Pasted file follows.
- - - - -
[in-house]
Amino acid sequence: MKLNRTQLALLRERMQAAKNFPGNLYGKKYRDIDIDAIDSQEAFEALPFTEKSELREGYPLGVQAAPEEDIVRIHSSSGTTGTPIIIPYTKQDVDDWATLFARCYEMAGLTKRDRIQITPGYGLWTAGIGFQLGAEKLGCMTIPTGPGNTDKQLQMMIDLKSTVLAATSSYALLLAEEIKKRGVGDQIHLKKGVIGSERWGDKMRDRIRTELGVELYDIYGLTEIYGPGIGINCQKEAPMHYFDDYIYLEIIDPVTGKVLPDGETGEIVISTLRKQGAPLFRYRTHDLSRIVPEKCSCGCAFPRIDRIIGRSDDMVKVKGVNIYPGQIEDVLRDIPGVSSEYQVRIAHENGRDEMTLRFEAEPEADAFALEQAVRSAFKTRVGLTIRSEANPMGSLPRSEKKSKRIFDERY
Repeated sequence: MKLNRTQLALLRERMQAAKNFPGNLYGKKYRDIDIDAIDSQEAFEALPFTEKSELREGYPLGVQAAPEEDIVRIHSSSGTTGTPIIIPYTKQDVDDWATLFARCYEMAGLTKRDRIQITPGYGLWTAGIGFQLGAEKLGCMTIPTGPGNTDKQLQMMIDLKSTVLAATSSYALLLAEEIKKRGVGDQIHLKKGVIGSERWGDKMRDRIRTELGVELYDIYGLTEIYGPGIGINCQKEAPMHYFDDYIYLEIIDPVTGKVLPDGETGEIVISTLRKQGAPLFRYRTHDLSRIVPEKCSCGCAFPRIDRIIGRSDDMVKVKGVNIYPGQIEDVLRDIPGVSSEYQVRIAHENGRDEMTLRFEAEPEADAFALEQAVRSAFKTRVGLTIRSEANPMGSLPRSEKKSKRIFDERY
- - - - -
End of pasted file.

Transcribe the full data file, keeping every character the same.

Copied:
[in-house]
Amino acid sequence: MKLNRTQLALLRERMQAAKNFPGNLYGKKYRDIDIDAIDSQEAFEALPFTEKSELREGYPLGVQAAPEEDIVRIHSSSGTTGTPIIIPYTKQDVDDWATLFARCYEMAGLTKRDRIQITPGYGLWTAGIGFQLGAEKLGCMTIPTGPGNTDKQLQMMIDLKSTVLAATSSYALLLAEEIKKRGVGDQIHLKKGVIGSERWGDKMRDRIRTELGVELYDIYGLTEIYGPGIGINCQKEAPMHYFDDYIYLEIIDPVTGKVLPDGETGEIVISTLRKQGAPLFRYRTHDLSRIVPEKCSCGCAFPRIDRIIGRSDDMVKVKGVNIYPGQIEDVLRDIPGVSSEYQVRIAHENGRDEMTLRFEAEPEADAFALEQAVRSAFKTRVGLTIRSEANPMGSLPRSEKKSKRIFDERY
Repeated sequence: MKLNRTQLALLRERMQAAKNFPGNLYGKKYRDIDIDAIDSQEAFEALPFTEKSELREGYPLGVQAAPEEDIVRIHSSSGTTGTPIIIPYTKQDVDDWATLFARCYEMAGLTKRDRIQITPGYGLWTAGIGFQLGAEKLGCMTIPTGPGNTDKQLQMMIDLKSTVLAATSSYALLLAEEIKKRGVGDQIHLKKGVIGSERWGDKMRDRIRTELGVELYDIYGLTEIYGPGIGINCQKEAPMHYFDDYIYLEIIDPVTGKVLPDGETGEIVISTLRKQGAPLFRYRTHDLSRIVPEKCSCGCAFPRIDRIIGRSDDMVKVKGVNIYPGQIEDVLRDIPGVSSEYQVRIAHENGRDEMTLRFEAEPEADAFALEQAVRSAFKTRVGLTIRSEANPMGSLPRSEKKSKRIFDERY